Empire and the Circulation of Frontier Intelligence: Qing Conceptions of the Ottomans

@article{Mosca2010EmpireAT,
  title={Empire and the Circulation of Frontier Intelligence: Qing Conceptions of the Ottomans},
  author={Matthew W. Mosca},
  journal={Harvard Journal of Asiatic Studies},
  year={2010},
  volume={70},
  pages={147 - 207}
}
To trace changes in the circulation of knowledge between Inner Asia and the wider Qing empire, MATTHEW W. MOSCA analyzes the case of Khungghar-a term used by Mongols for the Ottoman Empire but poorly understood by Han Chinese. From 1644 to roughly 1755, Han Chinese officials and geographers were largely unfamiliar with information possessed by the Manchus and Mongols managing the empire's inland frontiers. From 1755 to 1799, the transmission of intelligence between these two groups increased… 

The Qing Dynasty and Its Central Asian Neighbors

Through a series of military campaigns in the middle of the eighteenth century, the Qing dynasty encountered various groups in Central Asia. This essay discusses some issues related to Qing policy

From envoy journals to legation reports: regulating knowledge of the world in late imperial and modern China

  • J. Day
  • History
    Journal of Modern Chinese History
  • 2022
ABSTRACT In the Qing dynasty, the diary-form for intelligence gathering was perfected by Tulišen, whose travelogue to Central Asia allowed the Kangxi emperor’s “imperial eyes” to assume vicarious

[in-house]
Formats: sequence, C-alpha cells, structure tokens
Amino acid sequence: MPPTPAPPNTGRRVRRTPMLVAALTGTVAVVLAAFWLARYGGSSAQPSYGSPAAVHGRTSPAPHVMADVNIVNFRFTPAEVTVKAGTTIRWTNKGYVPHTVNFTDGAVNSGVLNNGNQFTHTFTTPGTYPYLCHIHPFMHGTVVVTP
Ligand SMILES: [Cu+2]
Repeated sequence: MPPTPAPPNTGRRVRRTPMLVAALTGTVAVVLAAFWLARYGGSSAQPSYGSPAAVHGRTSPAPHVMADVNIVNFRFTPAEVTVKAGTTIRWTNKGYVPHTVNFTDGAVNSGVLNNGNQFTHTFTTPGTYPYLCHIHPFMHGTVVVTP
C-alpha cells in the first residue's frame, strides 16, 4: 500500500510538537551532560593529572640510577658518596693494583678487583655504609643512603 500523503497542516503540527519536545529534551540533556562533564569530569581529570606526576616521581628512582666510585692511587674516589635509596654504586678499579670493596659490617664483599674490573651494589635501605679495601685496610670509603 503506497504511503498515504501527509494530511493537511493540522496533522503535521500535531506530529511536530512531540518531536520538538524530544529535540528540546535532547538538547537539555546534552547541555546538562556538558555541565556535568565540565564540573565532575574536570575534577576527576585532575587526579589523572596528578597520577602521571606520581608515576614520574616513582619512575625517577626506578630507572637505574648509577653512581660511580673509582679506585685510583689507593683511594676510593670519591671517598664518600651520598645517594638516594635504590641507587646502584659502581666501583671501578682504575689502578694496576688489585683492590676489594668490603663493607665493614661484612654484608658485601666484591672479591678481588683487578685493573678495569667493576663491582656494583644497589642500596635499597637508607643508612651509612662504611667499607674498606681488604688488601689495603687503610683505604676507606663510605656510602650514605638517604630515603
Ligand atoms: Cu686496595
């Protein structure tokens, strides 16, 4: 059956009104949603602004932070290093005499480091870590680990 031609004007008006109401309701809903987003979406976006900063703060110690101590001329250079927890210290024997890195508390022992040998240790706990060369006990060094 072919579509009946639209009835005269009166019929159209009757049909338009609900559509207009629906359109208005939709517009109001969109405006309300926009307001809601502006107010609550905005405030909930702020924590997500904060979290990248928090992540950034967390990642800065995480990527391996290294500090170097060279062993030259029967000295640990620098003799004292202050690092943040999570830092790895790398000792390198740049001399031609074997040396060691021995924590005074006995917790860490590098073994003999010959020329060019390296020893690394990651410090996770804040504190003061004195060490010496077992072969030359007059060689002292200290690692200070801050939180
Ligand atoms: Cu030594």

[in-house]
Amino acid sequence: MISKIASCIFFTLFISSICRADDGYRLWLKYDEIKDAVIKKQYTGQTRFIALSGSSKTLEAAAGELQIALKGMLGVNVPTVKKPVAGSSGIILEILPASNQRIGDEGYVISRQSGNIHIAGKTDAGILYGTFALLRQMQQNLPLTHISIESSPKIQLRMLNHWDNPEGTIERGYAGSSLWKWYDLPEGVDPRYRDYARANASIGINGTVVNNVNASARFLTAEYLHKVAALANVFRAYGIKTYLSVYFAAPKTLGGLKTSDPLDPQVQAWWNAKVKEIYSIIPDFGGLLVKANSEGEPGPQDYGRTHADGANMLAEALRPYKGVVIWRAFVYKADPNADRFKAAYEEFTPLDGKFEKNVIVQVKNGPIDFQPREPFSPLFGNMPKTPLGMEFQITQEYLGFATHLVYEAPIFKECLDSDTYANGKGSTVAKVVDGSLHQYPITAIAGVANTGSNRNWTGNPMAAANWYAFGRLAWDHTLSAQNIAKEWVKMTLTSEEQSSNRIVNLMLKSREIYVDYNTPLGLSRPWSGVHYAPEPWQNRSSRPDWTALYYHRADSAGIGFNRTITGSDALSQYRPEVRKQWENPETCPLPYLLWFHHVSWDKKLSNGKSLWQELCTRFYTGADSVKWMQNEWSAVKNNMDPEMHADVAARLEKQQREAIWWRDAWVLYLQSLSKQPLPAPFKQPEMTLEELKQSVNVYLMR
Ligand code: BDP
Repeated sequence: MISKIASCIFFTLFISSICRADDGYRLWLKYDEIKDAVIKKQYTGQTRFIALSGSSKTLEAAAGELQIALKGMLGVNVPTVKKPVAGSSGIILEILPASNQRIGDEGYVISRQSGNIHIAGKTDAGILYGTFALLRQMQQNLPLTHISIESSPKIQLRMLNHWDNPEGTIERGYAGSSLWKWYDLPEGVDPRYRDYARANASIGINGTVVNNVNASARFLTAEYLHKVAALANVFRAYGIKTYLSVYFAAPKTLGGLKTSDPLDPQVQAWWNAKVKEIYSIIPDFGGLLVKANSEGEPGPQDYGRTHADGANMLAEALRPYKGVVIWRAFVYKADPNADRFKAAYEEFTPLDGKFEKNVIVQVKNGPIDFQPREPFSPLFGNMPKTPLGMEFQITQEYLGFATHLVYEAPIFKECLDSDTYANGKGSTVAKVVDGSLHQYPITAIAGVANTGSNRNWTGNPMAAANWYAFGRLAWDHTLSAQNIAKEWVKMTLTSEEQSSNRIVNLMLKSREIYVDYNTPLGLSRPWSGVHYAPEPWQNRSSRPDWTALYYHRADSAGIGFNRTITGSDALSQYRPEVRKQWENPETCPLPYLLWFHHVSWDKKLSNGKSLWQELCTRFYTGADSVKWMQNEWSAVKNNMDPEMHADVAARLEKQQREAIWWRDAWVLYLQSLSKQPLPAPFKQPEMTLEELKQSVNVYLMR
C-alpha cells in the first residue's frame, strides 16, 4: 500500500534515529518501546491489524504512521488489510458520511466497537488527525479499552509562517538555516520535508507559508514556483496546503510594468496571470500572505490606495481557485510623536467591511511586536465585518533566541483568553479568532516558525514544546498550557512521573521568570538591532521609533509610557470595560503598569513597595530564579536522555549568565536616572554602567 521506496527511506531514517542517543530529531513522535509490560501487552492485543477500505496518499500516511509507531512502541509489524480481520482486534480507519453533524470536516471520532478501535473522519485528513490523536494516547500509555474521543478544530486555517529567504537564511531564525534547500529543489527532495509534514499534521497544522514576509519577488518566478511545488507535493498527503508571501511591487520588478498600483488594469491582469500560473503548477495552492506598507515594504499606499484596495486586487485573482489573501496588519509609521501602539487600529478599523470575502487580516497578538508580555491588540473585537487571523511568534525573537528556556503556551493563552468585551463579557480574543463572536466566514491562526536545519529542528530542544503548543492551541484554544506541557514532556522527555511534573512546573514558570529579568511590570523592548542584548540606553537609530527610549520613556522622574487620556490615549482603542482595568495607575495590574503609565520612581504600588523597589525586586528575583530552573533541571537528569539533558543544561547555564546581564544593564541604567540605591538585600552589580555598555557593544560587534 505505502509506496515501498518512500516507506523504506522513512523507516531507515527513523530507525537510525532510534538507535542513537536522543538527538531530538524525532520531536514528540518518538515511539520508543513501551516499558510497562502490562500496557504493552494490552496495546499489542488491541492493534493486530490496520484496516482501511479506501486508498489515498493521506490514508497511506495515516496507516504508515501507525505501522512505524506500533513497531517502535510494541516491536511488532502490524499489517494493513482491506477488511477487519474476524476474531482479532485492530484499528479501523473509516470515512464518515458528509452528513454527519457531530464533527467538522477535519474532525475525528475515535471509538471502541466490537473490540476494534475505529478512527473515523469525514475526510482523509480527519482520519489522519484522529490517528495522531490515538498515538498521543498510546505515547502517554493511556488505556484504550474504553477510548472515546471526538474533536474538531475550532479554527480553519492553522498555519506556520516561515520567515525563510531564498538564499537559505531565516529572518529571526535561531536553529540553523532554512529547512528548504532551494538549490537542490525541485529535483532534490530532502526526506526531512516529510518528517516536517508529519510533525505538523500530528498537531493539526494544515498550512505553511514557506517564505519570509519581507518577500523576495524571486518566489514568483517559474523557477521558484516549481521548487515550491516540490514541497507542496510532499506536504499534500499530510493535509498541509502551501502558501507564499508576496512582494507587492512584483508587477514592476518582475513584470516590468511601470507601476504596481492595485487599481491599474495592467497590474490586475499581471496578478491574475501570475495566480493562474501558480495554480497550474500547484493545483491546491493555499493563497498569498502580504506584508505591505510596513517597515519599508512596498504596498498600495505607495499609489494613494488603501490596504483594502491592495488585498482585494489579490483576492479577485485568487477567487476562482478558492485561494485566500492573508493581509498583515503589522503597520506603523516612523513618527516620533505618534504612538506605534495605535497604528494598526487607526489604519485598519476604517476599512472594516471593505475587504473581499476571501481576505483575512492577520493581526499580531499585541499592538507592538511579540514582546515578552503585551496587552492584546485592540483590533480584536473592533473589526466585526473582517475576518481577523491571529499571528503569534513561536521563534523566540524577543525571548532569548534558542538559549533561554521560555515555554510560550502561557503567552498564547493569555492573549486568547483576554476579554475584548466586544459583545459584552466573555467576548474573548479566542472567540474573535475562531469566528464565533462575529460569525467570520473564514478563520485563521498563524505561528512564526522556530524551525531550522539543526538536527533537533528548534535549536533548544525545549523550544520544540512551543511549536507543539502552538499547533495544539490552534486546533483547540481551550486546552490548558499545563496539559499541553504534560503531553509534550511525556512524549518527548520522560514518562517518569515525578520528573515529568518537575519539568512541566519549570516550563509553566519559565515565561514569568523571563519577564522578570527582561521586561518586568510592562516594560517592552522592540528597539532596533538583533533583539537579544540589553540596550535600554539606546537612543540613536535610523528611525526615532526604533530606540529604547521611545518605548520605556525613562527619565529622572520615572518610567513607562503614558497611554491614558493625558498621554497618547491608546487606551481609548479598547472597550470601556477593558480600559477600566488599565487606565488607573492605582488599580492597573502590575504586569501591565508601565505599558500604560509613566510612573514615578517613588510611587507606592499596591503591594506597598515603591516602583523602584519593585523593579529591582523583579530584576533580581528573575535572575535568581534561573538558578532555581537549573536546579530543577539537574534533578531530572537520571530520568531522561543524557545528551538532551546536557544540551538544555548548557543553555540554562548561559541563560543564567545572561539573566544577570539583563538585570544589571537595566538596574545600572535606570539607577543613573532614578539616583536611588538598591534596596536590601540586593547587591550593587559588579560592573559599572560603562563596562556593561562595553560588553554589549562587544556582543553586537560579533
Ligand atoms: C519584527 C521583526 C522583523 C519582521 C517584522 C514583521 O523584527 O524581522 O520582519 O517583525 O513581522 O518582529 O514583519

Frontier Stories: Periphery as Center in Qing History

Since at least the 1960s, the importance of the tremendous territorial expansion under Qing rule to the modern history of China has been generally acknowledged. Indeed, one can say that the frontier

The Junghar Mongol Legacy and the Language of Loyalty in Qing Xinjiang

In light of recent scholarly interest in the Qing empire’s handling of ethnic and religious differences, David Brophy explores the place of Islam, and the Muslims of Xinjiang, within the Qing

Hindustan as a Geographic and Political Concept in Qing Sources, 1700–1800

This article examines Chinese and Manchu-language sources on Sino-Indian contact during the 18th century, concentrating on those—chiefly produced on the basis of intelligence arriving via

The Blue Frontier

In this revisionist history of the eighteenth-century Qing Empire from a maritime perspective, Ronald C. Po argues that it is reductive to view China over this period exclusively as a continental

The Literati Rewriting of China in the Qianlong-Jiaqing Transition

Qianlong’s death in 1799 and the fall of the powerful grand councilor Heshen (1750–99), at a time when armed unrest was rising and the government’s capacities diminishing, has long been recognized as

Introduction: The Significance of the Qianlong-Jiaqing Transition in Qing History

Over the past decades, we have learned a great deal about the Qing’s “prosperous age” (shengshi) of the eighteenth century, and about the first kaifang era of the late nineteenth and early twentieth

Marking “Men of Iniquity”: Imperial Purpose and Imagined Boundaries in the Qing Processing of Rebel Ringleaders, 1786-1828